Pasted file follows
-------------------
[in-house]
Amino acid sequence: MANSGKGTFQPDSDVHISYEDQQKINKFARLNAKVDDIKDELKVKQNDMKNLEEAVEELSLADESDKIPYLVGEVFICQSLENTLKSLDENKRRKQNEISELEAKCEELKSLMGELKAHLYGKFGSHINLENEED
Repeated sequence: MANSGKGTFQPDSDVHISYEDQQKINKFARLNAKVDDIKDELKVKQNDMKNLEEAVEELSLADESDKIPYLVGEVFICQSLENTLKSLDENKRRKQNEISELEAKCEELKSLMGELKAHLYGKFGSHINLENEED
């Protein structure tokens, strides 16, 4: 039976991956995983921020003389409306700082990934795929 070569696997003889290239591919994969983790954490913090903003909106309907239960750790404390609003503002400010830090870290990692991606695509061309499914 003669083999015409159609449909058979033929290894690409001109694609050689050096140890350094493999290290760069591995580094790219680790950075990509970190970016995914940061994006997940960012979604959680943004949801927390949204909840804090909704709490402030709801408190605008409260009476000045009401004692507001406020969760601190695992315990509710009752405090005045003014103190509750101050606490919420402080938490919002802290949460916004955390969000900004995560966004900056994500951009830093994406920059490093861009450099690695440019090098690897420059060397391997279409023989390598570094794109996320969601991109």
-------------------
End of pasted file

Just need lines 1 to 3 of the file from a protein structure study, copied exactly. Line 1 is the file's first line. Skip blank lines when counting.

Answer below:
[in-house]
Amino acid sequence: MANSGKGTFQPDSDVHISYEDQQKINKFARLNAKVDDIKDELKVKQNDMKNLEEAVEELSLADESDKIPYLVGEVFICQSLENTLKSLDENKRRKQNEISELEAKCEELKSLMGELKAHLYGKFGSHINLENEED
Repeated sequence: MANSGKGTFQPDSDVHISYEDQQKINKFARLNAKVDDIKDELKVKQNDMKNLEEAVEELSLADESDKIPYLVGEVFICQSLENTLKSLDENKRRKQNEISELEAKCEELKSLMGELKAHLYGKFGSHINLENEED